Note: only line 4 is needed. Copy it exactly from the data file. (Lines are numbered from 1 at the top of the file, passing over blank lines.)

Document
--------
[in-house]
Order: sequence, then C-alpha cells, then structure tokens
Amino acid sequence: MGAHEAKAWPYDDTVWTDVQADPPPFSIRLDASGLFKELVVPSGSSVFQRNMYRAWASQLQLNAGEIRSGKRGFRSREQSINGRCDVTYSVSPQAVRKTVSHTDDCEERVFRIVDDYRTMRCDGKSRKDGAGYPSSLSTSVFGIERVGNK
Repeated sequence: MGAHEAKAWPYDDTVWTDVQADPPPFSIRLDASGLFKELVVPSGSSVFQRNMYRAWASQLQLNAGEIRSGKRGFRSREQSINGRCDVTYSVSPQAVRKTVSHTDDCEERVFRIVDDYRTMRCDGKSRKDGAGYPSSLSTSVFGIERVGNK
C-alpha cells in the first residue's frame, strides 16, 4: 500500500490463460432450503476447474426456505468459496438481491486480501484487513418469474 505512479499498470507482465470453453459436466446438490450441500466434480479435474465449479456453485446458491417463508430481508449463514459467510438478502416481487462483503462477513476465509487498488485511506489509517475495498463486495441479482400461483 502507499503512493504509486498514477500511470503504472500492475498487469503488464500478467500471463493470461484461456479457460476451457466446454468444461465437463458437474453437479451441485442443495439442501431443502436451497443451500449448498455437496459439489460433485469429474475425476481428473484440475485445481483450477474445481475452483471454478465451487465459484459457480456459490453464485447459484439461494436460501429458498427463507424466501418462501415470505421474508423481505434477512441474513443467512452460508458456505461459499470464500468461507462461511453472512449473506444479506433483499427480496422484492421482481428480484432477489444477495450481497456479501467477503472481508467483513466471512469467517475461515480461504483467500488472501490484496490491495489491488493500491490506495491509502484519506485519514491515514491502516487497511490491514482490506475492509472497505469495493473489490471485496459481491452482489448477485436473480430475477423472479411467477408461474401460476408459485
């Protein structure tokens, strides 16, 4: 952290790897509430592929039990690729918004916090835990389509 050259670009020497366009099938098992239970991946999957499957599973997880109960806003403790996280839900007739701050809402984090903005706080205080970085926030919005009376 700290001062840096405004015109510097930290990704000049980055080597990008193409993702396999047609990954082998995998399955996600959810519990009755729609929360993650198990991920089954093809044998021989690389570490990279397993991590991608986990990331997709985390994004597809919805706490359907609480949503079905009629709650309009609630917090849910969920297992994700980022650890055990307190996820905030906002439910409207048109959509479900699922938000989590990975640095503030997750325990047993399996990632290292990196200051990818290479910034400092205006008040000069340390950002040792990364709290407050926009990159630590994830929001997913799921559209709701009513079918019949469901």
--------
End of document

Repeated sequence: MGAHEAKAWPYDDTVWTDVQADPPPFSIRLDASGLFKELVVPSGSSVFQRNMYRAWASQLQLNAGEIRSGKRGFRSREQSINGRCDVTYSVSPQAVRKTVSHTDDCEERVFRIVDDYRTMRCDGKSRKDGAGYPSSLSTSVFGIERVGNK